In the end it took someone at the coalface of GAA activity to reduce the debate about games and participation to first principles.
You may have seen the comments from Glanworth GAA chairman Liam Brennan in yesterday’s Irish Examiner. Speaking to Eoghan Cormican of this parish, Brennan sketched out the facts behind a positive covid result in the club. He pointed out that the player in question had travelled down from Dublin but hadn’t togged out with the team because he felt unwell, thus limiting his contacts within the club.
But Brennan then put his cards on the table, saying: “Personally, I think it is going to take - touch wood it won't happen - a death from GAA-related activity for the GAA to act on it.
“I don't want us to be the guinea pigs, to be the cause of a local death.”
The Glanworth chairman deserves huge credit for summing up the dilemma so succinctly. All over the country club officers and players are weighing up their return to play, and one can’t help thinking that Brennan’s argument is the exact shape of the shadow being cast over those deliberations.
Is a medal and a few matches worth a single death in the community?
Everyone would appreciate the normality that a return to regular games would signal, but serious questions remain about exactly how authentic that normality might be.
Even the surrounding blizzard of commentary has an accompanying note of desperation. There’s been no shortage of analysis of club fixture planning versus county training schedules, lead-in times and venues for the provincial championships and the precise nature of injuries sustained with the club or the county team; most if not all of it seems fuelled by a powerful nostalgia for the trivia of yesteryear (and I say so having contributed my fair share to the blizzard).
The irony which no-one seems to want to articulate is that an organisation which was front and centre in aiding communities through the lockdown has the potential to revive the virus.
Depending on your perspective, the GAA’s return to competitive games may not be the most pressing threat to the country’s health at present. We seem to be hearing a lot about flights arriving in Ireland from the dark heart of the virus in the United States, as though planeloads of American tourists were parachuting in a la the Normandy landings, all of them doing their best to share their symptoms with a populace looking up fearfully as they descend.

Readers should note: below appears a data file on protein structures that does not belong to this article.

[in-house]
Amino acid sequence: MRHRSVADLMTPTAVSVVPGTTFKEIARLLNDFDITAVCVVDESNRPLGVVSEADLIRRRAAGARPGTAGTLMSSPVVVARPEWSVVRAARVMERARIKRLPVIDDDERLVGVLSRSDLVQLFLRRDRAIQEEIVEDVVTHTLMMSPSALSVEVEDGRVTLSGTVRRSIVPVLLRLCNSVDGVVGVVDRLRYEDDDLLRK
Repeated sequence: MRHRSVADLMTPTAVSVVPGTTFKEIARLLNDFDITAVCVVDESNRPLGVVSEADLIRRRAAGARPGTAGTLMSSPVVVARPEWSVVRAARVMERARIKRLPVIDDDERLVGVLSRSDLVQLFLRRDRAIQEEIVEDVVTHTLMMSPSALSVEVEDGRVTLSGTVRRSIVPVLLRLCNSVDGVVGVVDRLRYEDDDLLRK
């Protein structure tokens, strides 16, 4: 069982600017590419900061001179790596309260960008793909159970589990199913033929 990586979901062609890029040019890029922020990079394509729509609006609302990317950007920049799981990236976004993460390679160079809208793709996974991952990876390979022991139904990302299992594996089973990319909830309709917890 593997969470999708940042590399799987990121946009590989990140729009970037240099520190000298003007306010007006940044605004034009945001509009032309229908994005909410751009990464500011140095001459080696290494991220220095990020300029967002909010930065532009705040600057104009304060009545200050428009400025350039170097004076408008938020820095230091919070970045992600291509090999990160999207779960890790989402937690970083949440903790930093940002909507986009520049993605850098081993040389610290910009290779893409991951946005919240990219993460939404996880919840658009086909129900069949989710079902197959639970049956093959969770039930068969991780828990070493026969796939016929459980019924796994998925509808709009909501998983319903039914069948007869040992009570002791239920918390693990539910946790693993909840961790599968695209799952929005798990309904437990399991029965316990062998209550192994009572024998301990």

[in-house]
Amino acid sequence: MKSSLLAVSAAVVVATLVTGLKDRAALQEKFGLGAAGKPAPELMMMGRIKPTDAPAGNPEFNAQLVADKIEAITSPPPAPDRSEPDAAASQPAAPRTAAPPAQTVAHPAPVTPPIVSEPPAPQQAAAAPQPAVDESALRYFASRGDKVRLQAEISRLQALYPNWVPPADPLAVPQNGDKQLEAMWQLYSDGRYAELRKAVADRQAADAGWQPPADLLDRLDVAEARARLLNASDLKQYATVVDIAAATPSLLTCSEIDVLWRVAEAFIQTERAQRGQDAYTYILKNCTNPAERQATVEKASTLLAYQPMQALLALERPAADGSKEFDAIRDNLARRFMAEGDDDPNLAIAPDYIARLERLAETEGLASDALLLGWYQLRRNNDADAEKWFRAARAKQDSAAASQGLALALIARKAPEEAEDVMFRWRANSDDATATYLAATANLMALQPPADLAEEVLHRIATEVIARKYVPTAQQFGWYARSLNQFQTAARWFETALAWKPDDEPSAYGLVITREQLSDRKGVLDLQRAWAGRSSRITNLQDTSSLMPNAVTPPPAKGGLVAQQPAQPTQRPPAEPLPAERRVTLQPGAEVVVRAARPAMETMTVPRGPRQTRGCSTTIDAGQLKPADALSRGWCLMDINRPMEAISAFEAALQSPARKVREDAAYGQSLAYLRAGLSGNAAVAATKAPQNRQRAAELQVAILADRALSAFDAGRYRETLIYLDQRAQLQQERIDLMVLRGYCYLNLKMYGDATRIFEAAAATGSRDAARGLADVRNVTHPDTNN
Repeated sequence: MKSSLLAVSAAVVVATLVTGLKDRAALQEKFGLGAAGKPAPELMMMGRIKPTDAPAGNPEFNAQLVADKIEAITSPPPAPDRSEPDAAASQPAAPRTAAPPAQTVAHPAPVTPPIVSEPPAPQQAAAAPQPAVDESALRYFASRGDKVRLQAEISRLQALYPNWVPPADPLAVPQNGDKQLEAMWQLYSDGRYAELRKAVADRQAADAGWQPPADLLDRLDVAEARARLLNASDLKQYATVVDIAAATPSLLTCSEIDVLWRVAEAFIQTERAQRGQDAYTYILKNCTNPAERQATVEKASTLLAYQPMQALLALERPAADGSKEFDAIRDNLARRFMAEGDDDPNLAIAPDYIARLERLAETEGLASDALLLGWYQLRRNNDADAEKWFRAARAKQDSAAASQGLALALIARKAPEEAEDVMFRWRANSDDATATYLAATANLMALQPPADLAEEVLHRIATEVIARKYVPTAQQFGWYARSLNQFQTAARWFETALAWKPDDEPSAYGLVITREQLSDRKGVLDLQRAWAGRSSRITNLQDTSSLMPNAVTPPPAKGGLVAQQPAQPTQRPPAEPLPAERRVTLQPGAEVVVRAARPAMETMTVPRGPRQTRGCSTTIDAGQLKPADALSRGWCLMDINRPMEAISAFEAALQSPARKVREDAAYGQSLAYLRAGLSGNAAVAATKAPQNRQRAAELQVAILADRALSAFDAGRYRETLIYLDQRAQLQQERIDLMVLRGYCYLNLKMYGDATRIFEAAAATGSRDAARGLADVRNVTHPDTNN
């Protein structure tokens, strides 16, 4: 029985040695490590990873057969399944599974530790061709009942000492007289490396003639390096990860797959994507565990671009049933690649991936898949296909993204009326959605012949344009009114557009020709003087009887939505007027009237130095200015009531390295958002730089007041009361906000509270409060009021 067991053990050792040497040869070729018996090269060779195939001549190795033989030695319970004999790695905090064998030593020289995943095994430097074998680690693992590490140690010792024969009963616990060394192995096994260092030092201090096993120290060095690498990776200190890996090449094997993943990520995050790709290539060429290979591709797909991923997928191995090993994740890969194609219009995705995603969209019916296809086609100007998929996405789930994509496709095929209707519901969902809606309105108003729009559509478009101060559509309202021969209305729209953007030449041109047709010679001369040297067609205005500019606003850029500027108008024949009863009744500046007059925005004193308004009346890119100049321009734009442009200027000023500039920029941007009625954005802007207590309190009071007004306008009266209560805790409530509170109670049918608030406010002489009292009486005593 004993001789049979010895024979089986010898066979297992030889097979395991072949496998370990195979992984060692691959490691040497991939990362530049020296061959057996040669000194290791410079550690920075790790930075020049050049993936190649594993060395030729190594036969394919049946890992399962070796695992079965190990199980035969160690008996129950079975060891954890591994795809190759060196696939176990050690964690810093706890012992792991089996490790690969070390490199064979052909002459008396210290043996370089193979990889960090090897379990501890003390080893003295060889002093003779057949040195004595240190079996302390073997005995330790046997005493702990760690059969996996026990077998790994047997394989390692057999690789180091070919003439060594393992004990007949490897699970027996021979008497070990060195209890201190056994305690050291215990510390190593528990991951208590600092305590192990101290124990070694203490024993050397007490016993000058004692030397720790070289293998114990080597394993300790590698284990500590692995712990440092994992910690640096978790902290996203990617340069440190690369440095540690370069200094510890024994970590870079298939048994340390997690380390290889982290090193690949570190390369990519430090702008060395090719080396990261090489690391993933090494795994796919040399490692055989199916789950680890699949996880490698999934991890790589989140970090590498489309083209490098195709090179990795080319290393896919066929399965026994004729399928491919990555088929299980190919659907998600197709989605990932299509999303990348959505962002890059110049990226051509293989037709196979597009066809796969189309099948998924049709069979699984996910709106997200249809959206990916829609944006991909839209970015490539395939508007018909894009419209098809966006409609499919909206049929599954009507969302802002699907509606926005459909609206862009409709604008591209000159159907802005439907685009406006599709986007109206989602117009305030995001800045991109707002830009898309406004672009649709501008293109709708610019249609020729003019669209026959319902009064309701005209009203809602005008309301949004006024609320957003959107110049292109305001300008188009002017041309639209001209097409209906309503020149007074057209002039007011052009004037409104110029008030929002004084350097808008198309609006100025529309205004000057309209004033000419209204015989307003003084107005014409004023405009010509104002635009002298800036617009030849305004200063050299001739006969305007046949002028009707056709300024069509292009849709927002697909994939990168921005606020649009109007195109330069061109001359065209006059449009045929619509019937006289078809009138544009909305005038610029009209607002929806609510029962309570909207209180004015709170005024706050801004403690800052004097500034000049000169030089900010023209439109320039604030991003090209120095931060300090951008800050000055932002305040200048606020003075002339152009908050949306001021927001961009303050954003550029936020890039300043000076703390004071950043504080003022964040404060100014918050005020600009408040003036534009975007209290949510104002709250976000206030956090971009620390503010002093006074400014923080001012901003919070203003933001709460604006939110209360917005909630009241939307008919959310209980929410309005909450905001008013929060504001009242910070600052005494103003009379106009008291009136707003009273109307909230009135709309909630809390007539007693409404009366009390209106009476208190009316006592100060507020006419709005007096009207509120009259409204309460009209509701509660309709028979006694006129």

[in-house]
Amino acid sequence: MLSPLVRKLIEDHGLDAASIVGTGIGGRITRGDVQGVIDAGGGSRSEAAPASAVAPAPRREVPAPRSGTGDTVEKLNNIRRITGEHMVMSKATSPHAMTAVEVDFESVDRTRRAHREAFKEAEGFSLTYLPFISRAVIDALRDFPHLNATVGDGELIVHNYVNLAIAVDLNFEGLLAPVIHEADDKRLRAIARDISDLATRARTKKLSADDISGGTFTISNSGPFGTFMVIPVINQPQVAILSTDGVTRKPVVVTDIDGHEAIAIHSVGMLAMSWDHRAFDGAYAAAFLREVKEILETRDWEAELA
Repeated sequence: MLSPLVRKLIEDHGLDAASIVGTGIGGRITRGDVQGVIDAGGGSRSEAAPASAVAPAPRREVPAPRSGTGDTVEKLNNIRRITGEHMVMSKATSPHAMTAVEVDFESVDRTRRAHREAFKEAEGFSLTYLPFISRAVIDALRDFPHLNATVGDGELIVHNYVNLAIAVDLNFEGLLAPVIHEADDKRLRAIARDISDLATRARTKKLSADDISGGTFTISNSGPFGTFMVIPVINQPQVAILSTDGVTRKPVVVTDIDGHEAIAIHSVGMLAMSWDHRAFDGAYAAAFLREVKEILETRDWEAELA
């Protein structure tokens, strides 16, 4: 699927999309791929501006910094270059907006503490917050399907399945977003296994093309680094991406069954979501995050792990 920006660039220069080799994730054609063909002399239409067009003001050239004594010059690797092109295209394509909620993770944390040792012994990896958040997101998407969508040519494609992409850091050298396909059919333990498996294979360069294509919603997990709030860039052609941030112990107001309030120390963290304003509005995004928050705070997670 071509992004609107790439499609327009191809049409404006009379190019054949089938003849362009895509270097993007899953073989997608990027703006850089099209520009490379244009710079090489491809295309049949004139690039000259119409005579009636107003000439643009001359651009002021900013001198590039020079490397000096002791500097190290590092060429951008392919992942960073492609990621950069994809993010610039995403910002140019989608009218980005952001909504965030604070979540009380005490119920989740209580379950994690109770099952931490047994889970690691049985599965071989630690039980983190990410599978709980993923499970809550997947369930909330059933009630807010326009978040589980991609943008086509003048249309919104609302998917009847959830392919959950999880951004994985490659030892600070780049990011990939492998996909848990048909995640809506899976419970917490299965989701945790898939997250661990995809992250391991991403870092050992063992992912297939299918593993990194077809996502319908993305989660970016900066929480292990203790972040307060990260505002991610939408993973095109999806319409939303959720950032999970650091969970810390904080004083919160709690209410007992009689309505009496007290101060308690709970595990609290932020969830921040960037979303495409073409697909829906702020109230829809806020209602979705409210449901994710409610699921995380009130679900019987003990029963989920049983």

What seems far more threatening is a mass explosion in people moving all over Ireland to go to GAA games.
We’re constantly being told - still - to wear masks, to maintain social distancing and to continue washing our hands, yet the resumption of the GAA season means close contact between thousands of people who will then break up and head back to the remotest corners of the country - and the most central.
This ramps up to the intercounty level at almost exactly the same time that the schools and colleges are due to return. Nobody knows what form that will take but it will surely mean more contacts again.
The difference is that returning to education is non-negotiable while playing sports is an optional pastime.
Everyone would like a risk-free return to sport, but the evidence from Cork alone of clubs freezing their activity and waiting on test results shows - just in sporting terms - the potential for chaos in the organisation of competitions.
If clubs need to shut down for two weeks at a time with no serious games being played, what are the chances of entire championships being completed with every team participating fully?
The other question is whether there’s a benefit in playing sport at all in those circumstances, and whether participants are being well served by doing so.
Liam Brennan of Glanworth addressed that, too: “When the players are going out with some bit of fear in their minds, it’s not enjoyment. It’s not sport.
“Mental health has been a big thing the last couple of years and so you don't want to be adding to that by putting pressure on lads to turn up if they don't feel they want to be there.
“The GAA will always be there next year.”
True. Would a full 2021 be better than a hobbled 2020?